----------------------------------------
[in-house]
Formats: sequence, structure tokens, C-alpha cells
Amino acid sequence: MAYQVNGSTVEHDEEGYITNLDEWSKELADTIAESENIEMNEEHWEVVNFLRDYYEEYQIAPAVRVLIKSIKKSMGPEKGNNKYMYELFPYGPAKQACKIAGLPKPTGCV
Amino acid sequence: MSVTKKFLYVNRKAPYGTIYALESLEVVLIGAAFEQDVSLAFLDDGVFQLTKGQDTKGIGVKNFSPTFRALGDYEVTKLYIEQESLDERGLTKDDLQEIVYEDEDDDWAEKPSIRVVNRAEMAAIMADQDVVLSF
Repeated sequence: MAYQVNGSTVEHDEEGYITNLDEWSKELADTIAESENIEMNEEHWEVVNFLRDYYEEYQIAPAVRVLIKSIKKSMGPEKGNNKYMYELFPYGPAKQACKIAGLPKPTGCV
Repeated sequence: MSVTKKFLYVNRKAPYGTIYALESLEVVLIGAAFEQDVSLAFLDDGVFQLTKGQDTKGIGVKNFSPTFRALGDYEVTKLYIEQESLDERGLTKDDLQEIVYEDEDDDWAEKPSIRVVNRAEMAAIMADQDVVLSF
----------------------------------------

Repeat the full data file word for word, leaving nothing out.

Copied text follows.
[in-house]
Formats: sequence, structure tokens, C-alpha cells
Amino acid sequence: MAYQVNGSTVEHDEEGYITNLDEWSKELADTIAESENIEMNEEHWEVVNFLRDYYEEYQIAPAVRVLIKSIKKSMGPEKGNNKYMYELFPYGPAKQACKIAGLPKPTGCV
Amino acid sequence: MSVTKKFLYVNRKAPYGTIYALESLEVVLIGAAFEQDVSLAFLDDGVFQLTKGQDTKGIGVKNFSPTFRALGDYEVTKLYIEQESLDERGLTKDDLQEIVYEDEDDDWAEKPSIRVVNRAEMAAIMADQDVVLSF
Repeated sequence: MAYQVNGSTVEHDEEGYITNLDEWSKELADTIAESENIEMNEEHWEVVNFLRDYYEEYQIAPAVRVLIKSIKKSMGPEKGNNKYMYELFPYGPAKQACKIAGLPKPTGCV
Repeated sequence: MSVTKKFLYVNRKAPYGTIYALESLEVVLIGAAFEQDVSLAFLDDGVFQLTKGQDTKGIGVKNFSPTFRALGDYEVTKLYIEQESLDERGLTKDDLQEIVYEDEDDDWAEKPSIRVVNRAEMAAIMADQDVVLSF